The resulting inflammation is usually limited to the sting site and manifests in the form of swelling, pain, erythema (redness), itching, and warmth and tenderness in the area. In some cases, the inflammation may spread to a larger area.
The severity and onset of these symptoms can vary from person to person.
Systemic allergic reaction
People who are allergic or sensitive to bee or wasp venom can develop extreme systemic reactions that are potentially fatal and require emergency medical treatment as well as long-term management to avoid recurrence. (2)
Here are some tell-tale signs of a systemic allergic reaction:
If you experience any of these listed symptoms, seek immediate medical help. (3)
Tips and Treatment for Systemic Allergic Reactions to a Bee or Wasp Sting
If the systemic reaction only causes severe itching and swelling but no life-threatening symptoms, it can be managed with oral antihistamines that may be available without a prescription, but it’s best to consult a doctor for the appropriate dosage.
Antihistamines will help bring down the inflammation and relieve the swelling and itch, but they can also cause drowsiness, so act with caution after taking them. Refrain from driving, operating heavy machinery, or doing anything that can lead to accidents until the effect wears off. (4)
Severe systemic allergic reactions to a bee or wasp sting cause more serious symptoms that need to be treated promptly before the condition takes a fatal turn.
If you are experiencing a severe systemic allergic reaction for the first time, call an emergency medical service to get the help you need. This usually involves intravenous administration of life-saving drugs such as antihistamines, corticosteroids, and epinephrine as well as respiratory support if needed.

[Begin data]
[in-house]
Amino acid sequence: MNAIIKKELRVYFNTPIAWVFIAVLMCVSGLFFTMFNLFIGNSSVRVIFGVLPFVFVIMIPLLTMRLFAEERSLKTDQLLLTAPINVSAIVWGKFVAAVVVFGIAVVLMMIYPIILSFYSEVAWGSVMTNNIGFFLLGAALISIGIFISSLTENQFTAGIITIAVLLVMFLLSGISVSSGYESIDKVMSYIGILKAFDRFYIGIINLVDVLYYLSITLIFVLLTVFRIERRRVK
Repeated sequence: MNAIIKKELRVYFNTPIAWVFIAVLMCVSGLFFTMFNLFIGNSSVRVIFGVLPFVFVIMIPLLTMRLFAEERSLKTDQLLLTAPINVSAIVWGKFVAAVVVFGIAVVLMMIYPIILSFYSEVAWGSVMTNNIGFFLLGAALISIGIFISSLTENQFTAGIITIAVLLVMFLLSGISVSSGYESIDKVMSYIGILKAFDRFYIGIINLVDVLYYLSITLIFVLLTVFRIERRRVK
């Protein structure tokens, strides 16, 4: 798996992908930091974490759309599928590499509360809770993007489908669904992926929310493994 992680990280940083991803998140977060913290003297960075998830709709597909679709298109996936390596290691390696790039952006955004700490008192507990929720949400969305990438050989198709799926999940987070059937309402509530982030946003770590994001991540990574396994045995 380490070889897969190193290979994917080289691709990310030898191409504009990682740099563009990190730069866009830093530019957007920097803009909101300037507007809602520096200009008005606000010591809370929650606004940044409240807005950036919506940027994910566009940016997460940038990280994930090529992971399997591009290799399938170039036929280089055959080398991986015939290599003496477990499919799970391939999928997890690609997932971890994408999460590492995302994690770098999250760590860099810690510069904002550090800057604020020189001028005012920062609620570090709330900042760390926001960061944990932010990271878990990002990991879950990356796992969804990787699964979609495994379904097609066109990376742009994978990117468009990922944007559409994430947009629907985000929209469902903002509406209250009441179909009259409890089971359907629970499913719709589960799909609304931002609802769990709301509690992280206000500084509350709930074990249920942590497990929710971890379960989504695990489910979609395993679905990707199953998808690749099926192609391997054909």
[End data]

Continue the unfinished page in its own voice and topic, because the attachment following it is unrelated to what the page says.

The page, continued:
If you have already been diagnosed with an allergy to insect stings or have suffered anaphylactic reactions in the past, consider wearing a medical alert bracelet or some form of identification so that you can get immediate help in emergency situations. Plus, always carry a preloaded epinephrine pen to control anaphylactic or allergic reactions before they turn deadly.
You may also opt for allergen immunotherapy that will gradually desensitize your body to bee or wasp venom over several years and thereby reduce your risk of severe allergic reactions in the future in case you ever get stung again. (5)(6)
How Is a Bee Sting Diagnosed?
Doctors can diagnose a bee or wasp sting based on your symptoms and medical history, but they will need to conduct prick-puncture and intradermal tests to check if you are allergic to the venom or not. (7)
What Are the Preventive Steps for Bee Stings?
Here are a few ways to minimize the risk of getting stung by a bee or wasp while venturing outdoors:
- Don’t apply any fragrant products as they may attract insects.
- Avoid wearing bright clothes that will draw the attention of these insects.
- Always wear shoes or sandals and don’t walk barefoot on the grass.
- Wear full-coverage clothing to protect your skin as much as possible.
- Apply an insect repellent cream all over your bare skin.
- Don’t go to areas where hives and nests are present.
- If you notice a bee hive or wasp net near your home, get it removed by professionals.
- If an insect hovers close to you, don’t make any drastic or sudden moves. Stay calm and slowly move away from the site.
Complications Associated with a Bee or Wasp Sting
Bee or wasp stings can lead to the following complications in the absence of proper treatment or due to severe reactions:
- Secondary skin infection at the sting site that requires immediate antibiotic treatment
- Recurrent episodes of anaphylaxis in patients treated with antihistamines
- Serum sickness types of reactions that may last for 1–2 weeks after getting stung
- Kidney failure
- Cerebral edema
- Myocardial infarction
Can Aspirin Paste Be Used on Bee Stings?
Many websites suggest that it can be used, but there is no scientific proof and clinical evidence that aspirin paste is effective in reducing the pain and swelling associated with bee stings.
Moreover, a 2003 study found aspirin to be rather ineffective in this regard. (8)
A bee or wasp sting can cause a lot of discomfort but is rarely serious. However, you must monitor your symptoms to make sure they are not spreading or worsening with time, as this could be the onset of a systemic allergic reaction.